Team Beta Theta Pi streaks down the field during their first run at Bed Races on April 1 at Maverick Stadium. Beta Theta Pi won second place in the men’s division.

Aaron Resendez said his favorite part is after playing, standing by the fire trucks and getting layers of mud washed off — an experience he calls cleansing. “Everybody has to experience it at least once,” he said. “Just to say you did it.”

STORY BY DUSTIN DANGLI

Every spring, multicultural student organizations and the International Student Organization take part in International Week. The week is filled with events like the international banner parade, a food fair and talent and fashion shows. The week ends with Global Extravaganza, an international talent show. “I love watching the various culture groups perform on stage and seeing the various dances and singing as well as the intriguing costumes,” English junior Anna Garcia said. “Everybody is very creative and unique in their presentation.”

Since UTA doesn’t have a NCAA football team, Homecoming takes place during basketball season. Nothing else changes. Students crown a Homecoming king and queen and celebrate with weeklong festivities. “It’s very different from other schools. First it’s different because our homecoming game is in the spring during the basketball game,” Mr. UTA Ricky Irving said. “But the different events during homecoming week makes it worthwhile. My favorite events are The Bash and the Golf Cart Parade.” The Bash is a late-night party that features live music and activities based off a theme. Last year’s theme was superheroes and activities included a bouncy boxing ring and a climbing wall. Organizations decorate a golf part and cruise around the university while handing out candy and freebies.

The Shorthorn: File Photo

Interior design freshman Adonti Wallace serves the ball during the annual Oozeball tournament on Aug. 4, 2008.

The Shorthorn: File Photo

The annual International Week Fashion Show showcases the traditional clothing worn by cultures all over the world.

TRADITIONS continues on page 11


Page 6

Tuesday, June 1, 2010

THE SHORTHORN Survival Guide 2010

Parking lot changes planned for fall Plenty of parking available despite major construction made it a priority to provide sufficient parking. Facilities Management has For new students who will it its goal to make sure begin commuting to school, un- made parking will be available declared sophomore Robert Ro- enough major construction of driguez has one piece of advice. despite of campus, said “Get here early, so you can get the eastern edgeJeff Johnson, Faa good parking cilities Managespot,” he said. ment associate R o d r i g u e z “Students who commute director. said incoming to campus should build With constudents who struction of the commute should in an extra half-hour to $76 million arrive early to special events avoid the morn- their schedule to make center and $80 ing parking rush. sure they have time to million College “If you don’t Park developget here by 9 park and catch the next ment beginning a.m., you’ll have in Lot 40 located available shtutle.” to add some across from the walking time to bookstore, many your commute Kristin Sullivan parking spaces to class,” he said. University Spokeswoman will be lost. “Usually, after More than noon is when 984 commuter parking begins spaces will be to open because a lot of students removed as a result of construcleave after that time.” of the special events center, With student enrollment ap- tion proaching 30,000 and a large but the university is prepared to amount of students commutPARKING continues on page 11 ing to school, the university has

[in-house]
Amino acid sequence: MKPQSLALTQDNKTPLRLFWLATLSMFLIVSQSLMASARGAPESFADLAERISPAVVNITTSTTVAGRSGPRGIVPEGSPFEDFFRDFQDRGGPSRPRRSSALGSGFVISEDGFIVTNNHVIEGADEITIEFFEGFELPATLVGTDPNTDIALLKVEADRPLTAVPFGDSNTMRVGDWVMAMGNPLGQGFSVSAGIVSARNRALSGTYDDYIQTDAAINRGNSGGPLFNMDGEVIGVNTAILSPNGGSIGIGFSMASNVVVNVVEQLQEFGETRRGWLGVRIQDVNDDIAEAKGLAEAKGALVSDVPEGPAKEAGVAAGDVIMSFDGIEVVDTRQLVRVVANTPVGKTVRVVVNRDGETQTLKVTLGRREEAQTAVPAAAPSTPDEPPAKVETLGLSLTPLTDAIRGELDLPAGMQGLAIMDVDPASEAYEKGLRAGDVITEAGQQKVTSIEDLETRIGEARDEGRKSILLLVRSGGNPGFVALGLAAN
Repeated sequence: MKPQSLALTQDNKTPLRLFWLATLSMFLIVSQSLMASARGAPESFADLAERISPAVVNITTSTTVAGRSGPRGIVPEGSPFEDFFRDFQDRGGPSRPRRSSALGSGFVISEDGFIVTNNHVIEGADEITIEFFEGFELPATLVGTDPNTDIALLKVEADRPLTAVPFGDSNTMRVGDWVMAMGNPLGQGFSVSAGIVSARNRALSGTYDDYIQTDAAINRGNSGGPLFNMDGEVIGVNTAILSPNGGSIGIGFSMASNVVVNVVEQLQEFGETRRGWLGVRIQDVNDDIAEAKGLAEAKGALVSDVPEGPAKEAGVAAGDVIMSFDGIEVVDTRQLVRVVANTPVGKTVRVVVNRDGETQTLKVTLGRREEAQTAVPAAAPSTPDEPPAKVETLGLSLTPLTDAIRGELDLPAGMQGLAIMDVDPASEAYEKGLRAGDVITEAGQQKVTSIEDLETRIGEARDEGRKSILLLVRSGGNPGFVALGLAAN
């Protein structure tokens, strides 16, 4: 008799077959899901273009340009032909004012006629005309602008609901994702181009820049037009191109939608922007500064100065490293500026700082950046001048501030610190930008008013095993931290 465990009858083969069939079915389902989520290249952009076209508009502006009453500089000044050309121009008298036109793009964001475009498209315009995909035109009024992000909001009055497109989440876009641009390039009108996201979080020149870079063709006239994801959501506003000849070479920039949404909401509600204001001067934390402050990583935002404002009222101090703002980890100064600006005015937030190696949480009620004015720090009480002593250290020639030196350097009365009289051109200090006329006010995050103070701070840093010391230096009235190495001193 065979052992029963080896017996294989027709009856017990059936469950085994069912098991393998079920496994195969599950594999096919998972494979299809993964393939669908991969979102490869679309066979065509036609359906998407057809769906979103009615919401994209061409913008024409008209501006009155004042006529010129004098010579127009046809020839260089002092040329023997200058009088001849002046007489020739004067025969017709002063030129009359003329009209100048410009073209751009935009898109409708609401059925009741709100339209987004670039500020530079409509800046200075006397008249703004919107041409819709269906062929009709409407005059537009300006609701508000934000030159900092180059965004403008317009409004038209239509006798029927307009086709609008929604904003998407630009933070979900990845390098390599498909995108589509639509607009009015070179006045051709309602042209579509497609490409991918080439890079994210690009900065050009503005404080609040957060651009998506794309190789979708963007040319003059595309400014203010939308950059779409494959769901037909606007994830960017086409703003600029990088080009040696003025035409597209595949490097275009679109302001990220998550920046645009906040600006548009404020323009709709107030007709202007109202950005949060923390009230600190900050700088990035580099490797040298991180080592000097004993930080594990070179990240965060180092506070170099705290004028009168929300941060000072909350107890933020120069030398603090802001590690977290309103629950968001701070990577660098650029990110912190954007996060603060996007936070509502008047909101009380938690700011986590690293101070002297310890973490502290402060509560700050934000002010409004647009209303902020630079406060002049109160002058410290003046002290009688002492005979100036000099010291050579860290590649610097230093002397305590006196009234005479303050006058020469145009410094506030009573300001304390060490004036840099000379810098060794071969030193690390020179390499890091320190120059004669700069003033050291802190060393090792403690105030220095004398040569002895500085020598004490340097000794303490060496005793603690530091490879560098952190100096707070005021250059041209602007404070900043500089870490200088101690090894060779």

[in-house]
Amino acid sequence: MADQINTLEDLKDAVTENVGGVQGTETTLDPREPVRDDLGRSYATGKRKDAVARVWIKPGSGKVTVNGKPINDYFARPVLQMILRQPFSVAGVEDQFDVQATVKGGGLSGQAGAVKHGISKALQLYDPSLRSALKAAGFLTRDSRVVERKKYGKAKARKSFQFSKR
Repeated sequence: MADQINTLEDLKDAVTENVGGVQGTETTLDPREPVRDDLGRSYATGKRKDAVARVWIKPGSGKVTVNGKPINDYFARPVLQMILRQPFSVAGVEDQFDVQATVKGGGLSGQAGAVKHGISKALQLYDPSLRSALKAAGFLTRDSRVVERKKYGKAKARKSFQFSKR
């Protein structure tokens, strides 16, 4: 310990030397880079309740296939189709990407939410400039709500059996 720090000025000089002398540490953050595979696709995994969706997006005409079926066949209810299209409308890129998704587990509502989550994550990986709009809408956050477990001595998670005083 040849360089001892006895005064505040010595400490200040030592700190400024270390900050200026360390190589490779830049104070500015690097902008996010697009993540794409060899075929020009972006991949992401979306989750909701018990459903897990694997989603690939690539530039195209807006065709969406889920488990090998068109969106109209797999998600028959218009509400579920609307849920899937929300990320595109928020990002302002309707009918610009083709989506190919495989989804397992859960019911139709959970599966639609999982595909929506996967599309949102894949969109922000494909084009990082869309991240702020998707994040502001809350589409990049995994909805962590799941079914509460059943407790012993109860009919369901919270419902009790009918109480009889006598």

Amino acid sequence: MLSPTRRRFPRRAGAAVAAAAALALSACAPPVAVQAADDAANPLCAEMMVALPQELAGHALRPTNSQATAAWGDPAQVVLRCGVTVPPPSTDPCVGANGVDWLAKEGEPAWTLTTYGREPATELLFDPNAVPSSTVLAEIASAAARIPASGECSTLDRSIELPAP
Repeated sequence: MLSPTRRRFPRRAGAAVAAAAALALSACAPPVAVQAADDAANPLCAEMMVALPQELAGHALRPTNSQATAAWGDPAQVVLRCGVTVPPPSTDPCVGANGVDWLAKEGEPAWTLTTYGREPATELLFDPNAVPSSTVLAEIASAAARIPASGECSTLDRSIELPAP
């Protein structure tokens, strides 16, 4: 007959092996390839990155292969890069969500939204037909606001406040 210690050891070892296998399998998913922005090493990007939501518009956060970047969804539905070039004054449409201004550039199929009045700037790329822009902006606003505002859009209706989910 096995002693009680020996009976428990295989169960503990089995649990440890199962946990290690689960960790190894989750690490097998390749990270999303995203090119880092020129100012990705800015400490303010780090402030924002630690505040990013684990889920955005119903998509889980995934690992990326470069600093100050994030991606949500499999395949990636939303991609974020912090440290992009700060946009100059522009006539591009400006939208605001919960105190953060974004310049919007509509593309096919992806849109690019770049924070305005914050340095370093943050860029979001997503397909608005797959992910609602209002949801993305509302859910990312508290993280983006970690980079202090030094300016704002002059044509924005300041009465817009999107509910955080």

BY JOHN HARDEN

The Shorthorn news editor

The Shorthorn: Alanna Quillen

Lot 40 across from Arlington Hall will be the site of the new parking garage. In fall 2012, UTA will add 1,800 parking spaces. Peak parking time during the school year is between 8 a.m. and 12 p.m. when the parking lots are usually packed but students can also use the Mav Mover shuttle system as an option.

Around the clock security Police services extend well beyond closing time The Shorthorn: Aisha Butt

The University Police Station is located off Davis Street and Greek Row Boulevard. Emergency crews can be contacted in case of medical or auto emergencies.

BY JOHNATHAN SILVER The Shorthorn copy desk chief

The UTA Police department isn’t constrained to the average 9 to 5. Officers are always patrolling the campus, and are a phone call or emergency button away. Any sign of suspicious or out-ofthe-ordinary activity warrants a call

to police, said Assistant Police Chief Rick Gomez. It’s better to be safe than sorry, he said. “They should call when they see something suspicious or out of the ordinary,” he said. “I would rather have them err on the side of caution.” Police can be reached for emergencies or crimes in progress by calling 817-272-3003. To report a

crime or non-emergency, call 817272-3381. University spokeswoman Kristin Sullivan said the university is stressing safety in numbers. Don’t walk alone after dark or in usually unpopulated parts of campus, she said. The university has put into effect many ways for students to reach police. They can go to the police department on the far west side of campus, call in or press an emergency button located all over campus. Police services include bicycle registration, 24-hour security escort services, and the Rape Aggression Defense System course, a self-defense class offered at various times of the year. Bilingual education sophomore